History of Baku

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Baku is the capital of Azerbaijan Republic, which was also the capital of Shirvan (during the reigns of Akhsitan I and Khalilullah I), Baku Khanate, Azerbaijan Democratic Republic and Azerbaijan SSR and the administrative center of Russian Baku governorate. Baku is derived from the old Persian Bagavan, which translates to "City of God".[1] A folk etymology explains the name Baku as derived from the Persian Bādkube (بادکوبه ), meaning "city where the wind blows", due to frequent winds blowing in Baku. However, the word Bādkube was invented only in the 16th or 17th century, whereas Baku was founded at least before the 5th century AD.[2]

Names in mediaeval sources[edit]

Centuries/Years Sources Name of Baku
5th–8th century AD Movses Khorenatsi

Anania Shirakatsi



or simply Bagavan

930 AD Istaxri Bakuh
943–944 AD Masudi Bakuh
942–952 AD Abu Dulaf Bakuya
982 AD Hudud-al-Alem Baku
985 AD Muqaddasi Bakuh
12th century Khaqani Baku
13th century Yaqut Hamavi

Nasiraddin Tusi

14th century Rashidaddin Baku
15th century Abdurrashid Bakuvi Bakuya
16th century Hasan bey Rumlu Baku
17th century Evliya Chalabi Baku

Starting from the 13th century AD the name of Baku begins to appear in mediaeval European Sources. Spelling of the name varies from Vahcüh (Pietro Della Valle), to Bakhow, Baca, Bakuie and Backu.

On the coins minted by Shirvanshahs name appears as Bakuya.

Other explanations[edit]

Various different hypotheses have been proposed to explain the etymology of the word Baku. According to L.G.Lopatinski[3] and Ali Huseynzade[4] "Baku" is derived from Turkic word for "hill". K.P. Patkanov, a specialist in Caucasian history, also explains the name as "hill" but in Lak language.[4]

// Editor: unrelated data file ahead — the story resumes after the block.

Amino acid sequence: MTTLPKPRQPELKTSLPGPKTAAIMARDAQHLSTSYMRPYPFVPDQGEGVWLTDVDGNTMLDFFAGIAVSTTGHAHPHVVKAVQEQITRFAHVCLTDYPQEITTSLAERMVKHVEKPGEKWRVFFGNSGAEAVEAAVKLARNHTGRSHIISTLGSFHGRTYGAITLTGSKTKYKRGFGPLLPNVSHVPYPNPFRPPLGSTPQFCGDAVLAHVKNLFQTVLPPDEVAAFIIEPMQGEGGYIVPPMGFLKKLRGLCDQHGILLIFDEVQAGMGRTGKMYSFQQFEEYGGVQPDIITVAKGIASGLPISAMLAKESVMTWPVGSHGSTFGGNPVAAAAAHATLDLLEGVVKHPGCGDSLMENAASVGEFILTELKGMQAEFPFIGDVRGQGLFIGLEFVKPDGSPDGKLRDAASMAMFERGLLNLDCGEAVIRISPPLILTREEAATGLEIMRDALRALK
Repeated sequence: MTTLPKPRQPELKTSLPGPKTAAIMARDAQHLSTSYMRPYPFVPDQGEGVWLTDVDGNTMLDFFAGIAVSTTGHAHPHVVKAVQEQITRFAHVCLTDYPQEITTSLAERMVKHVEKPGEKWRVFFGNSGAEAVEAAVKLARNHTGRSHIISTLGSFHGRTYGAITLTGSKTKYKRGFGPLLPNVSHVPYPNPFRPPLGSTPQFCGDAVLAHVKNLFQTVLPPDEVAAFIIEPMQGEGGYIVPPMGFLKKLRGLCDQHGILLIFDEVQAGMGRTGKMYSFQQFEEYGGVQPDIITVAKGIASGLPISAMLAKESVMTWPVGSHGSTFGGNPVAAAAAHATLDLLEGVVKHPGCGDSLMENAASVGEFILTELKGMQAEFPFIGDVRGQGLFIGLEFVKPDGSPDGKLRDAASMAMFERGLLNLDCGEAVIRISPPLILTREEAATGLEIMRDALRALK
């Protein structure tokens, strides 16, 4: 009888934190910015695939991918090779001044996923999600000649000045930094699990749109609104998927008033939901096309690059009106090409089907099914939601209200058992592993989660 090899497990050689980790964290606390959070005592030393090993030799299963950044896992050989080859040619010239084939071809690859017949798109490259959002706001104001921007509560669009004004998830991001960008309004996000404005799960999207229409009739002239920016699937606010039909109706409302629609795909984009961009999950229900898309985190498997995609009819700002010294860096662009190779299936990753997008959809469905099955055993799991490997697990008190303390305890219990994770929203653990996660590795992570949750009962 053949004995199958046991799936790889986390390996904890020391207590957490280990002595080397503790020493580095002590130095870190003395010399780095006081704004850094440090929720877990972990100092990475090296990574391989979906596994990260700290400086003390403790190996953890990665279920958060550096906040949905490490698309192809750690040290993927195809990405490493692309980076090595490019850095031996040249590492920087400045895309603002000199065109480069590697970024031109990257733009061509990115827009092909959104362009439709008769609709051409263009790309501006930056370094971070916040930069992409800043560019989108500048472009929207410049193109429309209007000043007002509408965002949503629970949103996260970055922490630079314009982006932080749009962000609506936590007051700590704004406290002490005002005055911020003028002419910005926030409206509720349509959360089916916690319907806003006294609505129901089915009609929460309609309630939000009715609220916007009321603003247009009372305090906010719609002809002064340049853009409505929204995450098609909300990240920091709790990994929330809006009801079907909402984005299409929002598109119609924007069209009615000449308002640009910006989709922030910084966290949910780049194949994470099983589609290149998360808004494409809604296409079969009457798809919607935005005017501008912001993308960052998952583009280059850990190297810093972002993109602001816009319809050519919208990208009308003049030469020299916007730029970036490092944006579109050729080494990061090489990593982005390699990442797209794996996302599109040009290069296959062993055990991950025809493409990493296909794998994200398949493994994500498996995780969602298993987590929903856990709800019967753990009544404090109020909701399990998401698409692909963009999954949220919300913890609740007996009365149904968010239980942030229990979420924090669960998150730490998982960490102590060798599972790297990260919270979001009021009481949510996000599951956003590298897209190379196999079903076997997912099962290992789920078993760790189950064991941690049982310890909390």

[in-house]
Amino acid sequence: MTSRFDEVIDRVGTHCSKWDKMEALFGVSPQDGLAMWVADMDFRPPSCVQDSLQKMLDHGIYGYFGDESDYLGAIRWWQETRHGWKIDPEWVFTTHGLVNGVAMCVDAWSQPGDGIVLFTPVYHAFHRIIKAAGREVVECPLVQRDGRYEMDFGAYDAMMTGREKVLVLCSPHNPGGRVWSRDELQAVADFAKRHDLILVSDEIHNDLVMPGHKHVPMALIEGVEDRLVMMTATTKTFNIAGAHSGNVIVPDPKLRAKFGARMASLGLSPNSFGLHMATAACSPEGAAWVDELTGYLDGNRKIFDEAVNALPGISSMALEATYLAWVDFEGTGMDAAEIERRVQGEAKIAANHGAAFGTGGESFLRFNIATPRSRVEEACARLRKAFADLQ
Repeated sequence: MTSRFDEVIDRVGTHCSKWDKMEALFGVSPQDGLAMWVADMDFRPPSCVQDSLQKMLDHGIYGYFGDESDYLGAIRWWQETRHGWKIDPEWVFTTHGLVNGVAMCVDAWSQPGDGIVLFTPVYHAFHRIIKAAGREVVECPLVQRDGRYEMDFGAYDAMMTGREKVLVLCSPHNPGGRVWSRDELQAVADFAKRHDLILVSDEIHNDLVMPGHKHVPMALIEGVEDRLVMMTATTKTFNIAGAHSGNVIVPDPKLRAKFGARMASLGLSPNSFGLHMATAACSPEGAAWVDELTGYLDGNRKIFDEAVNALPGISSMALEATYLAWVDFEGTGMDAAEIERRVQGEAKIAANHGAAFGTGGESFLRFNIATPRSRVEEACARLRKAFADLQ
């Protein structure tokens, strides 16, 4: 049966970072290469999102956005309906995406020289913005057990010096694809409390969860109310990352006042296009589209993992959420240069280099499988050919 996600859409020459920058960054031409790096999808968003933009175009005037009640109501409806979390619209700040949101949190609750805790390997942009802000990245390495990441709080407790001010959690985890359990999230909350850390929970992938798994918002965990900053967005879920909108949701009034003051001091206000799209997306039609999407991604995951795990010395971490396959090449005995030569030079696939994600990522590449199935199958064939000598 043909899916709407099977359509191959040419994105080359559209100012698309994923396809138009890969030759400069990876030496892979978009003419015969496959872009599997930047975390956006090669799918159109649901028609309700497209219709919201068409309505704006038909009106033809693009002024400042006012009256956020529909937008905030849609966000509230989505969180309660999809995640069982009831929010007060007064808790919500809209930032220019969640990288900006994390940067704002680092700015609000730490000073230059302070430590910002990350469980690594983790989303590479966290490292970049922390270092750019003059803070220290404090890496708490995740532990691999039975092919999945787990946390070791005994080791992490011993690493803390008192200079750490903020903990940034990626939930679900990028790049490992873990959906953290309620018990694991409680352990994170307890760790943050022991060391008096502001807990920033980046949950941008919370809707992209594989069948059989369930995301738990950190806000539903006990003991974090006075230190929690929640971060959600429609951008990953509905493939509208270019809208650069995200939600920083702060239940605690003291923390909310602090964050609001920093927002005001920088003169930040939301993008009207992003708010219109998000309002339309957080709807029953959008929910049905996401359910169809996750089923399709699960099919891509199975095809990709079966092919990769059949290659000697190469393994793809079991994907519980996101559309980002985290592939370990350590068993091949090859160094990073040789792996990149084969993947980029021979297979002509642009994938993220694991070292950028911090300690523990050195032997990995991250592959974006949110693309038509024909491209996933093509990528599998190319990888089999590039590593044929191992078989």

Prehistoric and ancient history[edit]

Around 100,000 years ago, the territory of modern Baku and Absheron was savanna with rich flora and fauna. Traces of human settlement go back to the Stone age. From the Bronze age there have been rock carvings discovered near Bayil, and a bronze figure of a small fish discovered in the territory of the Old City. This have led some to suggest the existence of a Bronze Age settlement within the city's territory.[5] Near Nardaran in a place called Umid Gaya, a prehistoric observatory was discovered, where on the rock the images of sun and various constellations are carved together with a primitive astronomic table.[6] Further archeological excavations revealed various prehistoric settlements, native temples, statues and other artifacts within the territory of the modern city and around it.[7]

In the 1st century, Romans organized two Caucasian campaigns and reached Baku. Near Baku, in Gobustan, Roman inscriptions dating from 84–96 AD were discovered. The remnant of this period is the village of Ramana in the Sabunchu district of Baku.[citation needed]

In the Life of the Apostle Bartholomew, Baku is identified as Armenian Albanus.[8] Some historians assume that during the existence of Caucasian Albania Baku was called Albanopolis.[9] Local church traditions record the belief that Bartholomew's martyrdom occurred at the bottom of the Maiden Tower within the Old City, where according to historical data, a Christian church was built on the site of the pagan temple of Arta.

A record from the 5th-century historian Priscus of Panium was the first to mention the famous Bakuvian fires (ex petra maritima flamma ardet – from the maritime stone flame emerges). Owing to these eternal fires Baku became a major center of ancient Zoroastrianism. Sassanid shah Ardashir I gave orders "to keep an inextinguishable fire of the god Ormazd" in the city temples.[10]

Medieval and early modern period[edit]

Panorama of Baku by Engelbert Kaempfer. 1683.

There is little or no information regarding Baku in medieval sources until the 10th century.[11] The earliest numismatic evidence found in the city is an Abbasid coin dating from the 8th century AD. At that time Baku was a domain of the Arab Caliphate and later of Shirvanshahs. During this period, they frequently came under assault of the Khazars and (starting from the 10th century) the Rus. Shirvanshah Akhsitan I built a navy in Baku and successfully repelled another Rus assault in 1170. After a devastating earthquake struck Shamakhy, the capital of Shirvan, Shirvanshah’s court moved to Baku in 1191. A mint was put into operation.[12]

Between the 12th and 14th centuries, a massive fortification was undertaken in the city and around it. The Maiden Tower, castles of Ramana, Nardaran, Shagan and Mardakan, and also famous Sabayel castle on the island of the Baku bay was built during this period. The city walls were also rebuilt and strengthened.